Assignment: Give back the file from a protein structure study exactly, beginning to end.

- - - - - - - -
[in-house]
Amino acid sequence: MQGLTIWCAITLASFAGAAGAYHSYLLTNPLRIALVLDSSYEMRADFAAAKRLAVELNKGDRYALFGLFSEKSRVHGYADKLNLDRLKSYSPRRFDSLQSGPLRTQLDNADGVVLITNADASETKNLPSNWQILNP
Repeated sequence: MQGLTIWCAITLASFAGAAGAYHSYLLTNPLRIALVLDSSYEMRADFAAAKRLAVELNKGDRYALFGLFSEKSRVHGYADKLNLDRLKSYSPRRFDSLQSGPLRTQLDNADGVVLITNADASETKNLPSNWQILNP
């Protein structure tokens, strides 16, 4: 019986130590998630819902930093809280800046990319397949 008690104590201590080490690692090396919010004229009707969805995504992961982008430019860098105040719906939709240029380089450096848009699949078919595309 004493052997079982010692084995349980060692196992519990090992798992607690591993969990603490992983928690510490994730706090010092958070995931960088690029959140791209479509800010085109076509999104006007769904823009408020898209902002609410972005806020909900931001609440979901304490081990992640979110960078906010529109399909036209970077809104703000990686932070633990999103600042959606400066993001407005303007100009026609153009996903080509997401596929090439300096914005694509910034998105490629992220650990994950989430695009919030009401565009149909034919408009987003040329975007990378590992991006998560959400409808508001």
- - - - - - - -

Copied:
[in-house]
Amino acid sequence: MQGLTIWCAITLASFAGAAGAYHSYLLTNPLRIALVLDSSYEMRADFAAAKRLAVELNKGDRYALFGLFSEKSRVHGYADKLNLDRLKSYSPRRFDSLQSGPLRTQLDNADGVVLITNADASETKNLPSNWQILNP
Repeated sequence: MQGLTIWCAITLASFAGAAGAYHSYLLTNPLRIALVLDSSYEMRADFAAAKRLAVELNKGDRYALFGLFSEKSRVHGYADKLNLDRLKSYSPRRFDSLQSGPLRTQLDNADGVVLITNADASETKNLPSNWQILNP
């Protein structure tokens, strides 16, 4: 019986130590998630819902930093809280800046990319397949 008690104590201590080490690692090396919010004229009707969805995504992961982008430019860098105040719906939709240029380089450096848009699949078919595309 004493052997079982010692084995349980060692196992519990090992798992607690591993969990603490992983928690510490994730706090010092958070995931960088690029959140791209479509800010085109076509999104006007769904823009408020898209902002609410972005806020909900931001609440979901304490081990992640979110960078906010529109399909036209970077809104703000990686932070633990999103600042959606400066993001407005303007100009026609153009996903080509997401596929090439300096914005694509910034998105490629992220650990994950989430695009919030009401565009149909034919408009987003040329975007990378590992991006998560959400409808508001």